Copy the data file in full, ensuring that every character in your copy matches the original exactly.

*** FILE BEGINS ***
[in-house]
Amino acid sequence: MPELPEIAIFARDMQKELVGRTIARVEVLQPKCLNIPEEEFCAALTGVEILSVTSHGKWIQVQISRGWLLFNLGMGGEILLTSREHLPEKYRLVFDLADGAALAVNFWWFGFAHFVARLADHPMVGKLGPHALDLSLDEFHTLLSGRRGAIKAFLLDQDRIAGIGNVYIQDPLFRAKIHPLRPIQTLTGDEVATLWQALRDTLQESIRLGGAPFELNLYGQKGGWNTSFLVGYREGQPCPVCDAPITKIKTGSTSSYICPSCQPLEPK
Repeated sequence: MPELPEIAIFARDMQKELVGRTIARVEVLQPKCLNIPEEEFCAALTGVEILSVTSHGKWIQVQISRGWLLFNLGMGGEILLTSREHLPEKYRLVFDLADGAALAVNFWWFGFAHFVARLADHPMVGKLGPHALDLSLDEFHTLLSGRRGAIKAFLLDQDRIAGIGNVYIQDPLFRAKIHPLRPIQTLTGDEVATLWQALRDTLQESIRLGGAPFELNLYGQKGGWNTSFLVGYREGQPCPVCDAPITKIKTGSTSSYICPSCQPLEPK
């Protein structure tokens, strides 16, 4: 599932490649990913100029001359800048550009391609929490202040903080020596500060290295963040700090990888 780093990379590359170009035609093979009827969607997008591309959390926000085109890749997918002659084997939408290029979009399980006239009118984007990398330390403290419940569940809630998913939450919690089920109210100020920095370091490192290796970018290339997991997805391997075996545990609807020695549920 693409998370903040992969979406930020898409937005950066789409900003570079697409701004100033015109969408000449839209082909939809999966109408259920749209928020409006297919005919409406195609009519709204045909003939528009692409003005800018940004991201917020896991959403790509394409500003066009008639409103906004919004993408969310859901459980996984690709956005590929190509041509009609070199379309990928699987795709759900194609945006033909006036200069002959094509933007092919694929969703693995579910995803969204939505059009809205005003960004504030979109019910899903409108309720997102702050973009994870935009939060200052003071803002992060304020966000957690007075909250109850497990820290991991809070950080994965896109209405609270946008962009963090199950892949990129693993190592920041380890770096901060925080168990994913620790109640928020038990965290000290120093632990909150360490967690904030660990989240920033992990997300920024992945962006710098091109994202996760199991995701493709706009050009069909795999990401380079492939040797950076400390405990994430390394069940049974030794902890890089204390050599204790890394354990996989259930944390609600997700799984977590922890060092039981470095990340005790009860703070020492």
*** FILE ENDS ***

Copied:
[in-house]
Amino acid sequence: MPELPEIAIFARDMQKELVGRTIARVEVLQPKCLNIPEEEFCAALTGVEILSVTSHGKWIQVQISRGWLLFNLGMGGEILLTSREHLPEKYRLVFDLADGAALAVNFWWFGFAHFVARLADHPMVGKLGPHALDLSLDEFHTLLSGRRGAIKAFLLDQDRIAGIGNVYIQDPLFRAKIHPLRPIQTLTGDEVATLWQALRDTLQESIRLGGAPFELNLYGQKGGWNTSFLVGYREGQPCPVCDAPITKIKTGSTSSYICPSCQPLEPK
Repeated sequence: MPELPEIAIFARDMQKELVGRTIARVEVLQPKCLNIPEEEFCAALTGVEILSVTSHGKWIQVQISRGWLLFNLGMGGEILLTSREHLPEKYRLVFDLADGAALAVNFWWFGFAHFVARLADHPMVGKLGPHALDLSLDEFHTLLSGRRGAIKAFLLDQDRIAGIGNVYIQDPLFRAKIHPLRPIQTLTGDEVATLWQALRDTLQESIRLGGAPFELNLYGQKGGWNTSFLVGYREGQPCPVCDAPITKIKTGSTSSYICPSCQPLEPK
């Protein structure tokens, strides 16, 4: 599932490649990913100029001359800048550009391609929490202040903080020596500060290295963040700090990888 780093990379590359170009035609093979009827969607997008591309959390926000085109890749997918002659084997939408290029979009399980006239009118984007990398330390403290419940569940809630998913939450919690089920109210100020920095370091490192290796970018290339997991997805391997075996545990609807020695549920 693409998370903040992969979406930020898409937005950066789409900003570079697409701004100033015109969408000449839209082909939809999966109408259920749209928020409006297919005919409406195609009519709204045909003939528009692409003005800018940004991201917020896991959403790509394409500003066009008639409103906004919004993408969310859901459980996984690709956005590929190509041509009609070199379309990928699987795709759900194609945006033909006036200069002959094509933007092919694929969703693995579910995803969204939505059009809205005003960004504030979109019910899903409108309720997102702050973009994870935009939060200052003071803002992060304020966000957690007075909250109850497990820290991991809070950080994965896109209405609270946008962009963090199950892949990129693993190592920041380890770096901060925080168990994913620790109640928020038990965290000290120093632990909150360490967690904030660990989240920033992990997300920024992945962006710098091109994202996760199991995701493709706009050009069909795999990401380079492939040797950076400390405990994430390394069940049974030794902890890089204390050599204790890394354990996989259930944390609600997700799984977590922890060092039981470095990340005790009860703070020492």